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In 2017, UNAIDS (Joint United Nations Programme on HIV/AIDS) reported the existence of 36.9 million people living with HIV.1 In Brazil, 136,945 cases of HIV infection were reported between 2007 and June of 2016.2 In the same period, the state of Bahia, the most important economy in the Northeastern region, reported 5433 new cases of HIV.3 In the last 10 years, the Northeastern region presented a 34.3% increase in the mortality coefficient, from 3.2 to 4.3 deaths for 100,000 inhabitants.2

In December of 2013, Brazil became the world’s third country to recommend immediate start of highly active antiretroviral therapy (HAART) for people living with HIV/Aids (PLWHA), regardless of CD4 T lymphocyte count. Early treatment of HIV infection may improve quality of life of PLWHA and reduce the risk of virus transmission of HIV patients. However, issues related to adherence to therapy, medication tolerability, and lack of access to health care for PLWHA can increase the risk of virologic failure.4

Advances over time with HAART have resulted in decreased virologic failure rates. However, irregular use of HAART may select viral strains with mutations that allow the maintenance of HIV replication. In this setting, a new antiretroviral regimen is required for an effective treatment. The test used to detect resistance is HIV genotyping, which is not systematically recommended by the Brazilian public health care guidelines. Virologic failure is often associated with progressive increase of HIV viral load, decrease of CD4 T cell count, and progression of opportunistic disease. All these markers are directly associated with higher probability of death.4 Poor adherence to HAART and other problems contribute to therapy failure and increased morbidity and mortality of PLWHA.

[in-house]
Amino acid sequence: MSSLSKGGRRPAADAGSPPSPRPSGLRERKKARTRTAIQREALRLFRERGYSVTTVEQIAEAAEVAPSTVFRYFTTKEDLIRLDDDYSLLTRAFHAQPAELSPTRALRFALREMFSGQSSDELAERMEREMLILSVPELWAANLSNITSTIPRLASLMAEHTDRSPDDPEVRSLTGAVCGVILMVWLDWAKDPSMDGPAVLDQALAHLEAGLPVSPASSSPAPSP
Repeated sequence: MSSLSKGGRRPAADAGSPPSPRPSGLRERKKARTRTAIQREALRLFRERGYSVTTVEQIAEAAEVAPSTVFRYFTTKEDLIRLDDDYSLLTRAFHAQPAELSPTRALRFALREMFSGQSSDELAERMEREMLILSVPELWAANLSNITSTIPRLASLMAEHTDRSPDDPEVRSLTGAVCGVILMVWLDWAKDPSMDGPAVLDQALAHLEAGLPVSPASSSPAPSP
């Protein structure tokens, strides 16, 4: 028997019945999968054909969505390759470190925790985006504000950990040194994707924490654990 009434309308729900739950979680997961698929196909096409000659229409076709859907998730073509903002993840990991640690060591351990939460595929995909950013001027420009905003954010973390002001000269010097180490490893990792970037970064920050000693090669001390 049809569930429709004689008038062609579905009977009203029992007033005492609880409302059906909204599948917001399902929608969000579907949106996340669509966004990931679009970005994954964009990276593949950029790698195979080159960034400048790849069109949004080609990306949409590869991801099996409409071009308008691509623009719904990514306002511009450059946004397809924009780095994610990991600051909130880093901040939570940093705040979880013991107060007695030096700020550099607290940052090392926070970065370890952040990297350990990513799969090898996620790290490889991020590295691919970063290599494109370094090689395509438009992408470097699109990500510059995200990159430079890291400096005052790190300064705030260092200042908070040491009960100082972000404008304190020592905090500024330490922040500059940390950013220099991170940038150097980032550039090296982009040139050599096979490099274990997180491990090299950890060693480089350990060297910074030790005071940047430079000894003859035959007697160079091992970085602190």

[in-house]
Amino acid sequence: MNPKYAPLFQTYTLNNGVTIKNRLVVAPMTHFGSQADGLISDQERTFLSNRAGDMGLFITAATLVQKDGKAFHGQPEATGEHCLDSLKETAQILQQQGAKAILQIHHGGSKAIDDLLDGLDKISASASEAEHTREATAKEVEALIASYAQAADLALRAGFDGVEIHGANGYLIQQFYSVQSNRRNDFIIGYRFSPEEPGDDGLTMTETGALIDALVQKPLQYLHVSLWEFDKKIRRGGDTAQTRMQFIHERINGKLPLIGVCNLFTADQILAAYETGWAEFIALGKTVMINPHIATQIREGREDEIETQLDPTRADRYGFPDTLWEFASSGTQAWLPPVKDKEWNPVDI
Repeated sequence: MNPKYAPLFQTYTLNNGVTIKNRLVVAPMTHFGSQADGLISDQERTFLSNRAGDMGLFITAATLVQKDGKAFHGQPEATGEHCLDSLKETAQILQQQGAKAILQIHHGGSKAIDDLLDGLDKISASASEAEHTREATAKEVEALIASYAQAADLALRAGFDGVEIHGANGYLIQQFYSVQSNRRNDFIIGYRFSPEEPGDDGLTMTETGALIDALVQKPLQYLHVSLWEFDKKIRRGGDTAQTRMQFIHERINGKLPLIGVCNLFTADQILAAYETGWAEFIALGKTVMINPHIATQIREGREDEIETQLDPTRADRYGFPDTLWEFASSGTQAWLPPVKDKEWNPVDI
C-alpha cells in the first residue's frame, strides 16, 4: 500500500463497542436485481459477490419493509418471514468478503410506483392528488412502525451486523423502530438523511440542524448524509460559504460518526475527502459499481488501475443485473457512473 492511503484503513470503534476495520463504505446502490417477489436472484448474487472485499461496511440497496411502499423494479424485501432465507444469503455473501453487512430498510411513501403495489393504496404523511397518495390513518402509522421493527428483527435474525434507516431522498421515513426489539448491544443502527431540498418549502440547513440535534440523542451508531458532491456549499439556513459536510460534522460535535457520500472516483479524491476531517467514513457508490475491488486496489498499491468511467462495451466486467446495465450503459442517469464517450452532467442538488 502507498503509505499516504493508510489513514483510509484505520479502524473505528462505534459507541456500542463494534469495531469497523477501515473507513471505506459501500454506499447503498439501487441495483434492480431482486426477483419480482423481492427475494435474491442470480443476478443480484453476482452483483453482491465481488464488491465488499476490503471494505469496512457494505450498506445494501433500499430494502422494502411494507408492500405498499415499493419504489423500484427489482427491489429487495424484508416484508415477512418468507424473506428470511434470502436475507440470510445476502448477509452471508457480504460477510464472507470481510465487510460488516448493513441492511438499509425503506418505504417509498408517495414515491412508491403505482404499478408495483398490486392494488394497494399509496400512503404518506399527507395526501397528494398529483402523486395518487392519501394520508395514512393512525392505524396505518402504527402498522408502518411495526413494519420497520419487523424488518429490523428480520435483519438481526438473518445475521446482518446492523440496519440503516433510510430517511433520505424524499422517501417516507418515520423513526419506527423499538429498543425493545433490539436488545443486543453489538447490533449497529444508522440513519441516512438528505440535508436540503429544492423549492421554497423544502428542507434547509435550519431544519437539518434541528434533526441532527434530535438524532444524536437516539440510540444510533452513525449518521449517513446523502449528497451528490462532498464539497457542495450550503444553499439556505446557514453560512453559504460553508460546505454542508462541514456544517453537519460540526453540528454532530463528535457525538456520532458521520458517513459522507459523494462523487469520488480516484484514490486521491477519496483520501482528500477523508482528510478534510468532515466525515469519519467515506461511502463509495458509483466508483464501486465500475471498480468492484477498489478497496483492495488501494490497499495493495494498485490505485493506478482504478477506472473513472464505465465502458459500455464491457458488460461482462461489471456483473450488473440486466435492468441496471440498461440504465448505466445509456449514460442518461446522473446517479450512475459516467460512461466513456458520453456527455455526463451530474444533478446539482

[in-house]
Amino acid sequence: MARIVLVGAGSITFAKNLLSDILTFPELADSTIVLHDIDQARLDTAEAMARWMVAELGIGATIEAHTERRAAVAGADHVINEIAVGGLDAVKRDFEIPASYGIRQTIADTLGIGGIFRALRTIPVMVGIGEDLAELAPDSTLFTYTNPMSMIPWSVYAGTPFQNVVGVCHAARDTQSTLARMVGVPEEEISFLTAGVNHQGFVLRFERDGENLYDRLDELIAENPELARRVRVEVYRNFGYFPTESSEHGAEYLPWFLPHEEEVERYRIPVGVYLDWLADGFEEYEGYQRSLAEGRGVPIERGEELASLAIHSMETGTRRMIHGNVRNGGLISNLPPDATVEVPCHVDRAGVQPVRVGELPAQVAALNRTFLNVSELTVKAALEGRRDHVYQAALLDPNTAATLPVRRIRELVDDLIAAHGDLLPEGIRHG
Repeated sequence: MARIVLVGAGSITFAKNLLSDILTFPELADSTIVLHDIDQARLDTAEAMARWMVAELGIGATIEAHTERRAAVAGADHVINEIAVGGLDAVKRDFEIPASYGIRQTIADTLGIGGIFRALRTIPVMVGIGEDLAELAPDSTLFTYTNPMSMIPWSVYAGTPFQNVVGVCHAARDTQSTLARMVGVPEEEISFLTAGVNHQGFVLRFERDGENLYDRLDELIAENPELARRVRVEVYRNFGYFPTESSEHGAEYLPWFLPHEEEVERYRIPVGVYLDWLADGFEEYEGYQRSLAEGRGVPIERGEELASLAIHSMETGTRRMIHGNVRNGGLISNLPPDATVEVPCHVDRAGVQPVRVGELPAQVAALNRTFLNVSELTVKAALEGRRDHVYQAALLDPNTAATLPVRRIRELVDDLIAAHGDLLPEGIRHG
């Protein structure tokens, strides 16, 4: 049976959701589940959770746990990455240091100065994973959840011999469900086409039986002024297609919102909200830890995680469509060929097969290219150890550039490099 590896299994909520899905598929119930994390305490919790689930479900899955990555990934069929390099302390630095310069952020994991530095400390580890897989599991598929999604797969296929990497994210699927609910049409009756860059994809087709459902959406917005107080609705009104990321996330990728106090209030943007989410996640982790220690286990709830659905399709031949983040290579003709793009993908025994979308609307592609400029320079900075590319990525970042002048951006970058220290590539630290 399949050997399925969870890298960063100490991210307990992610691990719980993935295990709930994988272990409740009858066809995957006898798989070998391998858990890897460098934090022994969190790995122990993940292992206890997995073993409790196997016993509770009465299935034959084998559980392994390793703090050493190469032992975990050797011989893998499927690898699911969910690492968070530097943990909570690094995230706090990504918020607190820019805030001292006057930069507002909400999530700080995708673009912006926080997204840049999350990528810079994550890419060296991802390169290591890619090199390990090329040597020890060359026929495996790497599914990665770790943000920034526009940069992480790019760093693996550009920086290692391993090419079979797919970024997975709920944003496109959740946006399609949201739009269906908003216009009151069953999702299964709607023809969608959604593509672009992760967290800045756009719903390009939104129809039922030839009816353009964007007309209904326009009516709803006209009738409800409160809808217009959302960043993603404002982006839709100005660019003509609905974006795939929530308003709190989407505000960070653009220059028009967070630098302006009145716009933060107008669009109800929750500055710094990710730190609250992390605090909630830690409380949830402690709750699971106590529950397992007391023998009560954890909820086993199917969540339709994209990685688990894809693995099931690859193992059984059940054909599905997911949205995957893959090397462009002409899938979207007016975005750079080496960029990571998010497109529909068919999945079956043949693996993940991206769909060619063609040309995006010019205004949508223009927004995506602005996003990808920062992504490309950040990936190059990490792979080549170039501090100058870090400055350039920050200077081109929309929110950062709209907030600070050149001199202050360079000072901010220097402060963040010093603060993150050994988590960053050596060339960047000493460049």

In this study, we sought to evaluate the factors associated with mortality of PLWHA failing HAART in 2013.

This was a retrospective cohort study involving PLWA followed at the State Reference Center for Diagnosis, Care and Research (CEDAP), the largest reference center for the treatment of PLWHA, in the city of Salvador, Brazil, where 3500 patients are on therapy. To be included, patients must be over 18 years of age, with a confirmed diagnosis of HIV infection, and presenting virological failure in the period from January to December 2013. Eligible subjects were prospectively followed until December 2015. Sociodemographic, behavioral, clinical, and laboratory data were obtained from clinical records and pharmacy reports of antiretroviral therapy (ART) and in the following databases: (a) Internal Registration CEDAP Laboratory data — CompLab; (b) Logistics Management System Drugs — SICLOM; (c) System Laboratory Tests Control of the National Network of Lymphocyte Count CD4/CD8 and viral load — SISCEL; and (d) Brazilian Information System on Mortality — SIM.